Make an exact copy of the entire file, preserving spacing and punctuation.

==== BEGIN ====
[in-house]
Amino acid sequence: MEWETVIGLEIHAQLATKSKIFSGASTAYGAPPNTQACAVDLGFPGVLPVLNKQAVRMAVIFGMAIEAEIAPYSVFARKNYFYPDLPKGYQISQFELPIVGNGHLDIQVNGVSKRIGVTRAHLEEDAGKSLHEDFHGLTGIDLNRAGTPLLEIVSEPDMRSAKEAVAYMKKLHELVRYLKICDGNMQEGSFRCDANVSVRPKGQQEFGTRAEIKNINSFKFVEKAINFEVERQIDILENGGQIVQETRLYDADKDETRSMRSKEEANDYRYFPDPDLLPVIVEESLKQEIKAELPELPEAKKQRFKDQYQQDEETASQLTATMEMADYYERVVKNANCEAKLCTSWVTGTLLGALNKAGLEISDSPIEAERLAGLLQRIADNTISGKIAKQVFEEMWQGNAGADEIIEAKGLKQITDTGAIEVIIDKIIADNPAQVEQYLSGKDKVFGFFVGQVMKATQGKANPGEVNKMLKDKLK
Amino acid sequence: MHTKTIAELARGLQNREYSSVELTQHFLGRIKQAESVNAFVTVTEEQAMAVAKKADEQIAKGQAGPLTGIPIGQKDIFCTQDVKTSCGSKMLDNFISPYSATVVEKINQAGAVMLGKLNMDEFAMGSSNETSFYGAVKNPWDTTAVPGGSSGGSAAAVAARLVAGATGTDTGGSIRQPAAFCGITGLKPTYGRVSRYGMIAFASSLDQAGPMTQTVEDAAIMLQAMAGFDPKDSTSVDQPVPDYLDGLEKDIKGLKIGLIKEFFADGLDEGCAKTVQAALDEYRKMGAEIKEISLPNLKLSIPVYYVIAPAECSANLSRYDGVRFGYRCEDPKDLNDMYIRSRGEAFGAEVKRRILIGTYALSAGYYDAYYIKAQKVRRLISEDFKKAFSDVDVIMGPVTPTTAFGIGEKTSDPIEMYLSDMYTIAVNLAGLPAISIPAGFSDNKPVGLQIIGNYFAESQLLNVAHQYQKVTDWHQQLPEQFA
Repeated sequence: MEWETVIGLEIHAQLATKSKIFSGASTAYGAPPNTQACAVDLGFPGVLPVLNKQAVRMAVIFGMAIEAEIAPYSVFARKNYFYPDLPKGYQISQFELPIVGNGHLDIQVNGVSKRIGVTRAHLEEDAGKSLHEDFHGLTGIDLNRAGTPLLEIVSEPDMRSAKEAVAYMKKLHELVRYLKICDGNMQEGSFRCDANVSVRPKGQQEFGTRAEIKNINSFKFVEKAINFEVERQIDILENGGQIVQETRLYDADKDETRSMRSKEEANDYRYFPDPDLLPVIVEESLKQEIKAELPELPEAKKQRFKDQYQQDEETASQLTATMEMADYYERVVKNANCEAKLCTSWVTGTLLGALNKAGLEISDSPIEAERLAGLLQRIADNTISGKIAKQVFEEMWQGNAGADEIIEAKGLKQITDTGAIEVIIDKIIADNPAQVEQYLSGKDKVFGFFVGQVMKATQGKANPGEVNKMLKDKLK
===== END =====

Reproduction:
[in-house]
Amino acid sequence: MEWETVIGLEIHAQLATKSKIFSGASTAYGAPPNTQACAVDLGFPGVLPVLNKQAVRMAVIFGMAIEAEIAPYSVFARKNYFYPDLPKGYQISQFELPIVGNGHLDIQVNGVSKRIGVTRAHLEEDAGKSLHEDFHGLTGIDLNRAGTPLLEIVSEPDMRSAKEAVAYMKKLHELVRYLKICDGNMQEGSFRCDANVSVRPKGQQEFGTRAEIKNINSFKFVEKAINFEVERQIDILENGGQIVQETRLYDADKDETRSMRSKEEANDYRYFPDPDLLPVIVEESLKQEIKAELPELPEAKKQRFKDQYQQDEETASQLTATMEMADYYERVVKNANCEAKLCTSWVTGTLLGALNKAGLEISDSPIEAERLAGLLQRIADNTISGKIAKQVFEEMWQGNAGADEIIEAKGLKQITDTGAIEVIIDKIIADNPAQVEQYLSGKDKVFGFFVGQVMKATQGKANPGEVNKMLKDKLK
Amino acid sequence: MHTKTIAELARGLQNREYSSVELTQHFLGRIKQAESVNAFVTVTEEQAMAVAKKADEQIAKGQAGPLTGIPIGQKDIFCTQDVKTSCGSKMLDNFISPYSATVVEKINQAGAVMLGKLNMDEFAMGSSNETSFYGAVKNPWDTTAVPGGSSGGSAAAVAARLVAGATGTDTGGSIRQPAAFCGITGLKPTYGRVSRYGMIAFASSLDQAGPMTQTVEDAAIMLQAMAGFDPKDSTSVDQPVPDYLDGLEKDIKGLKIGLIKEFFADGLDEGCAKTVQAALDEYRKMGAEIKEISLPNLKLSIPVYYVIAPAECSANLSRYDGVRFGYRCEDPKDLNDMYIRSRGEAFGAEVKRRILIGTYALSAGYYDAYYIKAQKVRRLISEDFKKAFSDVDVIMGPVTPTTAFGIGEKTSDPIEMYLSDMYTIAVNLAGLPAISIPAGFSDNKPVGLQIIGNYFAESQLLNVAHQYQKVTDWHQQLPEQFA
Repeated sequence: MEWETVIGLEIHAQLATKSKIFSGASTAYGAPPNTQACAVDLGFPGVLPVLNKQAVRMAVIFGMAIEAEIAPYSVFARKNYFYPDLPKGYQISQFELPIVGNGHLDIQVNGVSKRIGVTRAHLEEDAGKSLHEDFHGLTGIDLNRAGTPLLEIVSEPDMRSAKEAVAYMKKLHELVRYLKICDGNMQEGSFRCDANVSVRPKGQQEFGTRAEIKNINSFKFVEKAINFEVERQIDILENGGQIVQETRLYDADKDETRSMRSKEEANDYRYFPDPDLLPVIVEESLKQEIKAELPELPEAKKQRFKDQYQQDEETASQLTATMEMADYYERVVKNANCEAKLCTSWVTGTLLGALNKAGLEISDSPIEAERLAGLLQRIADNTISGKIAKQVFEEMWQGNAGADEIIEAKGLKQITDTGAIEVIIDKIIADNPAQVEQYLSGKDKVFGFFVGQVMKATQGKANPGEVNKMLKDKLK